This reminds me of life in Marag, Philippines during summer and when the moon was full. It would be a clear night and we would be fascinated by fireflies dancing merrily around a lemon tree making it appear as festive as a Christmas tree. The flowers from the squashes and melons had long closed their beauteous blooms for nighttime beauty sleep, yet to be ready once again as the dawn breaks.

Only the sound of the crickets competed with our joyful laughter and my mother’s admonition not to go too far in to the darkness.

I love summer

Summer Night
Alfred Tennyson, Lord Tennyson

NOW sleeps the crimson petal, now the white;
Nor waves the cypress in the palace walk;
Nor winks the gold fin in the porphyry font:
The firefly wakens: waken thou with me.
Now droops the milk-white peacock like a ghost,
And like a ghost she glimmers on to me.

Now lies the Earth all Danae to the stars,
And all thy heart lies open unto me.

Now slides the silent meteor on, and leaves
A shining furrow, as thy thoughts in me.

Now folds the lily all her sweetness up,
And slips into the bosom of the lake:
So fold thyself, my dearest, thou, and slip
Into my bosom and be lost in me.

Agdapil: Making Treacle & Molasses

Living the good life!


Back when I was a child in our barrio, Marag, Luna, Kalinga-Apayao, Mountain Province, my family used to practise self-sufficiency. We grew, made and/or found our own daily food . In the 1970s, there were no real vegetable or meat markets in Marag. If you don’t plant rice and vegetables, then you’ve got to forage for edible ferns called paku or pick clams and go fishing, otherwise you won’t eat!

We had a large farm in Marag. It was/is in Alit-tagan. We planted everything,  but funnily enough,  I can’t remember if we ever planted potatoes. Instead we planted sweet potatoes. This was much better for self-sufficiency because the leaves, especially the new growth of the sweet potatoes make a very  good salad dish. Just blanch them in hot water and then add lots of tomatoes and spring onions with a dash of fish sauce or even better, with fish bagoong like padas.

In our farm we also planted sugar cane, my favourite. To plant cane, you have to cut a long pole of sugar cane in several segments ensuring that the joints in the pole are left intact. It is in these joints that the new shoots will spring from as well as the new roots. We also used the strong side shoots of the sugar canes to replant and even the bushy heads of the sugar canes which were trimmed before replanting.

My father used to plough the earth and we children would drop cane joints at 12 inch/foot long intervals into the prepared soil. We would use our feet to then brush the soil over the cane to lightly cover them.

After about 4-6 months of regular  watering & weeding,  the canes were ready to harvest. These canes are delicious when chewed.  I like the cane that are not fully mature. They were softer and easier to chew. The sweet juice you get is so worth the chore of biting and chewing a fibrous pole;  we then spat out the chewed out fibres. 🙂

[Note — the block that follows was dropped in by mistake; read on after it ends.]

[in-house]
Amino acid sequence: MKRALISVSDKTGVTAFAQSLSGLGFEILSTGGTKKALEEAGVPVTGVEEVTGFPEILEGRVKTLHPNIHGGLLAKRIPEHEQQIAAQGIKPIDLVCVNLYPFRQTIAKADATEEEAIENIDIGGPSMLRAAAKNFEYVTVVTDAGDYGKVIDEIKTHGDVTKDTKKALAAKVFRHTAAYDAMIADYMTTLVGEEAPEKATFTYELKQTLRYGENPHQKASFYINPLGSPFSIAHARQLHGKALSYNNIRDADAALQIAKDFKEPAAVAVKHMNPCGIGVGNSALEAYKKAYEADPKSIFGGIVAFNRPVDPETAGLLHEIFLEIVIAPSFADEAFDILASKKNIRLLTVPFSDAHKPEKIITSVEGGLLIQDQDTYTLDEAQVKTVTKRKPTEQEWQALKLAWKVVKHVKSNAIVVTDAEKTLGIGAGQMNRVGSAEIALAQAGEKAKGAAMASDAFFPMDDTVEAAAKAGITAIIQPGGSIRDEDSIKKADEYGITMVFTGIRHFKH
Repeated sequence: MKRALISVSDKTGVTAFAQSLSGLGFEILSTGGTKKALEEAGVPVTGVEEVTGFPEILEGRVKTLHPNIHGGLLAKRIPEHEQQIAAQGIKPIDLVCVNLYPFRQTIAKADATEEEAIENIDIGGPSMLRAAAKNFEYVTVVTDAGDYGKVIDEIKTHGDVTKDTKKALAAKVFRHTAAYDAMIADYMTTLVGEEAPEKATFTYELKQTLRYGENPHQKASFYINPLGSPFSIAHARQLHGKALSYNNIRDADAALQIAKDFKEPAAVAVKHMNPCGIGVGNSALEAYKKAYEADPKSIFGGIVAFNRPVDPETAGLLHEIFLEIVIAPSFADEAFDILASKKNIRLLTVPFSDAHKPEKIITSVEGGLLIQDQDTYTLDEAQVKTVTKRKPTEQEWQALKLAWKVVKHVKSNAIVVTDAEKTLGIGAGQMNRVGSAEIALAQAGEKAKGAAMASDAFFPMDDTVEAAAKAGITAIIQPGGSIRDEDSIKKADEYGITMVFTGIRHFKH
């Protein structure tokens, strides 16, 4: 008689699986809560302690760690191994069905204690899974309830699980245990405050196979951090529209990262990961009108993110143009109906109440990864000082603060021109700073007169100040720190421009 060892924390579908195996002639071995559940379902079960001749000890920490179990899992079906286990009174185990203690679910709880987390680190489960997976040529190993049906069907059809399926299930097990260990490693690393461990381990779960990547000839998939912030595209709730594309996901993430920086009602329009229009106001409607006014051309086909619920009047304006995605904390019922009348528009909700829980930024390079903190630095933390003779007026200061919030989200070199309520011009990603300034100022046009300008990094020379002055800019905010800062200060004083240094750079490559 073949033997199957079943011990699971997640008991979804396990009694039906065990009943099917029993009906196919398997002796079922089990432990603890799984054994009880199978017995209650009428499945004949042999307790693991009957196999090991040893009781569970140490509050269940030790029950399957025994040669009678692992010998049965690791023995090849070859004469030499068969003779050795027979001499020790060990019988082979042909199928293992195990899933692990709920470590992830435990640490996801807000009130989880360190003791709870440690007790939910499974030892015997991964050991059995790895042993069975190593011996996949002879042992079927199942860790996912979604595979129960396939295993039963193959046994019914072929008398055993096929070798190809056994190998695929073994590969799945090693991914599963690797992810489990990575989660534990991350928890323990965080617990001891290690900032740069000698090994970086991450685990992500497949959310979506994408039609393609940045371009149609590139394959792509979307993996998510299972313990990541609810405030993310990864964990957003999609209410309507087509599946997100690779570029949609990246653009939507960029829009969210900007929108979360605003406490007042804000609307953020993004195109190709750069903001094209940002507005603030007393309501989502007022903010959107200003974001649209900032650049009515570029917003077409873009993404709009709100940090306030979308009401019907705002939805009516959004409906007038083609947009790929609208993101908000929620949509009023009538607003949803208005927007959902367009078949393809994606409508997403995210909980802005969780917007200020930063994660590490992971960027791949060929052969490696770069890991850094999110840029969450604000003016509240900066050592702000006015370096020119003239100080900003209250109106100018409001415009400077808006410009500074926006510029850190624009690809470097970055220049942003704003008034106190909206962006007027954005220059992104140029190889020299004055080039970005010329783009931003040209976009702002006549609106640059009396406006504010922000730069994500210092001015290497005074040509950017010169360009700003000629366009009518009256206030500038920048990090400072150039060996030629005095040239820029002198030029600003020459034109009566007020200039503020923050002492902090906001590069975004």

Those canes that we have not managed to chew, lol, were harvested with a sharp cut near the roots using a jungle bolo, a long robust knife.

After they had been topped and tailed, they are run in between two cylindrical wooden mangles to drain every bit of the juices. This is a long process, cumbersome and hard work. We needed the help of our  friendly, patient  giant  carabao named  Siccubing, to pull the long wooden handle of the mangle. We used to have fun following the carabao as it went round and round the mangle. It was always a bit of a giggle as we would all end up queasy and much to my parents indulgent annoyance would get in the way of the industrious, Siccubing. By the way, I love Siccubing so much, carabao is my favourite animal in the world, a true beast of burden.

During break time for Siccubing he will be allowed to have a drink of water and would be led into our rice field ditch. He always got his revenge on us kids because when  were riding this gentle beast, he  would never give a sign of he will do next; he would just plop into any body of water, whether muddy or deep. We on his back would be soaked or muddied and had to make our own way to safety and later face our mother’s wrath. 🙂

Anyway the juices extracted from the sugar cane crop can be several gallons, which were then transferred  into a huge vat.

My father, dug a huge hole near our Nipa Hut farm-house. The hole would be  used as a furnace to hold the huge vat with woods from twigs, chopped tree trunks, dried bamboos & dried coconut leaves as fuel. The juice would simmer for up to 4 hours until the juice start to thicken.  Any social services personnel would have had apoplexy seeing four children sitting around a boiling lava of sugar juice  in a huge vat unattended. Thinking about it now, it was certainly an OMG moment 🙂  I supposed it was a different world then; we were brought up to have responsibilities at an early age and knew what was right from what was wrong.

During the last hour of the boiling process, my father would give the cooking juice which had now turned into treacle, a molten golden syrup of absolute sweetness, a stir using a huge wooden paddle. He would then drop several chunks of cassavas’ outer skin which will caramelised in the sugar. This was our treat for being good children. The cassava skins were delicious, crunchy and coated with sublime sweetness 🙂

The finished product will be liquid which is called in Ilocano as tagapulot. It is often stored in huge earthenware jars. Overtime the top bit of the tagapulot in jars will crystallise into sugar granules. I must admit I would sneak up and get the liquidy tagapulot and wind it over and over a spoon. This was taste of heaven. I would eat boiled rice with the tagapulot with breakfast and that was the most delicious marvellous memory of childhood for me 🙂